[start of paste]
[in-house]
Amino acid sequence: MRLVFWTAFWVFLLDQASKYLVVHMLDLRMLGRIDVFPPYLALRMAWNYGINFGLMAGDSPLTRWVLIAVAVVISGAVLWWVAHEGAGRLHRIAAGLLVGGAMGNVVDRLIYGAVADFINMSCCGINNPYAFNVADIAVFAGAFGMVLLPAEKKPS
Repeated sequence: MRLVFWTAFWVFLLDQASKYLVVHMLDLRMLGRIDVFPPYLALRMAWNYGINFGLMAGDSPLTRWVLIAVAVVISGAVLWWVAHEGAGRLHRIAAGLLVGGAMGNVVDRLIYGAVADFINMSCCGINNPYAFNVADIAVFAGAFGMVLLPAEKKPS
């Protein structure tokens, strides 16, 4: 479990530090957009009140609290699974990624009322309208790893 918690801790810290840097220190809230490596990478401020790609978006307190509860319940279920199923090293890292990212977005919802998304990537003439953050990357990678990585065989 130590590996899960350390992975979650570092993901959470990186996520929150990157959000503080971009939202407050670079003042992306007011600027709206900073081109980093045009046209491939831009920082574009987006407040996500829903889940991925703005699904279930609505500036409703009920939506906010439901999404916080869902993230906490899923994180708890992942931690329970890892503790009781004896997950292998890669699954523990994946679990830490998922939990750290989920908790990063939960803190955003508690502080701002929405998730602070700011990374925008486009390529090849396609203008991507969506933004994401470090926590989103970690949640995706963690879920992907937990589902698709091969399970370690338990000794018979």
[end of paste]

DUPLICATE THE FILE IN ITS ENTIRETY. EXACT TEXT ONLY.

[in-house]
Amino acid sequence: MRLVFWTAFWVFLLDQASKYLVVHMLDLRMLGRIDVFPPYLALRMAWNYGINFGLMAGDSPLTRWVLIAVAVVISGAVLWWVAHEGAGRLHRIAAGLLVGGAMGNVVDRLIYGAVADFINMSCCGINNPYAFNVADIAVFAGAFGMVLLPAEKKPS
Repeated sequence: MRLVFWTAFWVFLLDQASKYLVVHMLDLRMLGRIDVFPPYLALRMAWNYGINFGLMAGDSPLTRWVLIAVAVVISGAVLWWVAHEGAGRLHRIAAGLLVGGAMGNVVDRLIYGAVADFINMSCCGINNPYAFNVADIAVFAGAFGMVLLPAEKKPS
């Protein structure tokens, strides 16, 4: 479990530090957009009140609290699974990624009322309208790893 918690801790810290840097220190809230490596990478401020790609978006307190509860319940279920199923090293890292990212977005919802998304990537003439953050990357990678990585065989 130590590996899960350390992975979650570092993901959470990186996520929150990157959000503080971009939202407050670079003042992306007011600027709206900073081109980093045009046209491939831009920082574009987006407040996500829903889940991925703005699904279930609505500036409703009920939506906010439901999404916080869902993230906490899923994180708890992942931690329970890892503790009781004896997950292998890669699954523990994946679990830490998922939990750290989920908790990063939960803190955003508690502080701002929405998730602070700011990374925008486009390529090849396609203008991507969506933004994401470090926590989103970690949640995706963690879920992907937990589902698709091969399970370690338990000794018979």